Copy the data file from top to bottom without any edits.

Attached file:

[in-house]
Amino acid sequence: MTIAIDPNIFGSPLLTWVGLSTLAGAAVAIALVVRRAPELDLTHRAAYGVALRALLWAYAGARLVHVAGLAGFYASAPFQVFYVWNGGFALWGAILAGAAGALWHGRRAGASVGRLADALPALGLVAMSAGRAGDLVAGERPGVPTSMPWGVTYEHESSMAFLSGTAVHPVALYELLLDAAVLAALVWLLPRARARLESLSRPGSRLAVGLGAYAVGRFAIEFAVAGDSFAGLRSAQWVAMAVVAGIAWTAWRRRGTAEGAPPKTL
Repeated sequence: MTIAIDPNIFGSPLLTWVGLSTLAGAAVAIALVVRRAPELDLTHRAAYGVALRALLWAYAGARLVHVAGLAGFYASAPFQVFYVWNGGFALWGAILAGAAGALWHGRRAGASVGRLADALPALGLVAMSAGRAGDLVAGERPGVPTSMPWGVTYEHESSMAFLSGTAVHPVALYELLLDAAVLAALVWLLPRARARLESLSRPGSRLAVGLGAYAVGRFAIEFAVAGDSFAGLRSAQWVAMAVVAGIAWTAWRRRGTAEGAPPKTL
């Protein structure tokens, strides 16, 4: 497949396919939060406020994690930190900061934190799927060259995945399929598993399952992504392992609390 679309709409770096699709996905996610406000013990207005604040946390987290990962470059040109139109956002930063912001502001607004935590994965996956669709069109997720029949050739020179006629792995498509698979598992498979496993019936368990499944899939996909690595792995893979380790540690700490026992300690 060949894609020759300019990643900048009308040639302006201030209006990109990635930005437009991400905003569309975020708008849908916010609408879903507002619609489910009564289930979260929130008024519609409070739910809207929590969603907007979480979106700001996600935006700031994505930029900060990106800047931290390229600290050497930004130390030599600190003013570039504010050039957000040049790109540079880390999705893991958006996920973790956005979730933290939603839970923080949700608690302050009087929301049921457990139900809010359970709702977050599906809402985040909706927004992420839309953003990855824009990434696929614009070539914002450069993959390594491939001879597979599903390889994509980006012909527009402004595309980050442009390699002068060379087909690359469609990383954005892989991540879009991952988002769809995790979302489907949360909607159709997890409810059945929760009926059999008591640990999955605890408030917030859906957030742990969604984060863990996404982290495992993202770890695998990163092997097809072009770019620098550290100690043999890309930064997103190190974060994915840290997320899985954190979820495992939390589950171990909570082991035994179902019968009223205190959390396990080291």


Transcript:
[in-house]
Amino acid sequence: MTIAIDPNIFGSPLLTWVGLSTLAGAAVAIALVVRRAPELDLTHRAAYGVALRALLWAYAGARLVHVAGLAGFYASAPFQVFYVWNGGFALWGAILAGAAGALWHGRRAGASVGRLADALPALGLVAMSAGRAGDLVAGERPGVPTSMPWGVTYEHESSMAFLSGTAVHPVALYELLLDAAVLAALVWLLPRARARLESLSRPGSRLAVGLGAYAVGRFAIEFAVAGDSFAGLRSAQWVAMAVVAGIAWTAWRRRGTAEGAPPKTL
Repeated sequence: MTIAIDPNIFGSPLLTWVGLSTLAGAAVAIALVVRRAPELDLTHRAAYGVALRALLWAYAGARLVHVAGLAGFYASAPFQVFYVWNGGFALWGAILAGAAGALWHGRRAGASVGRLADALPALGLVAMSAGRAGDLVAGERPGVPTSMPWGVTYEHESSMAFLSGTAVHPVALYELLLDAAVLAALVWLLPRARARLESLSRPGSRLAVGLGAYAVGRFAIEFAVAGDSFAGLRSAQWVAMAVVAGIAWTAWRRRGTAEGAPPKTL
């Protein structure tokens, strides 16, 4: 497949396919939060406020994690930190900061934190799927060259995945399929598993399952992504392992609390 679309709409770096699709996905996610406000013990207005604040946390987290990962470059040109139109956002930063912001502001607004935590994965996956669709069109997720029949050739020179006629792995498509698979598992498979496993019936368990499944899939996909690595792995893979380790540690700490026992300690 060949894609020759300019990643900048009308040639302006201030209006990109990635930005437009991400905003569309975020708008849908916010609408879903507002619609489910009564289930979260929130008024519609409070739910809207929590969603907007979480979106700001996600935006700031994505930029900060990106800047931290390229600290050497930004130390030599600190003013570039504010050039957000040049790109540079880390999705893991958006996920973790956005979730933290939603839970923080949700608690302050009087929301049921457990139900809010359970709702977050599906809402985040909706927004992420839309953003990855824009990434696929614009070539914002450069993959390594491939001879597979599903390889994509980006012909527009402004595309980050442009390699002068060379087909690359469609990383954005892989991540879009991952988002769809995790979302489907949360909607159709997890409810059945929760009926059999008591640990999955605890408030917030859906957030742990969604984060863990996404982290495992993202770890695998990163092997097809072009770019620098550290100690043999890309930064997103190190974060994915840290997320899985954190979820495992939390589950171990909570082991035994179902019968009223205190959390396990080291």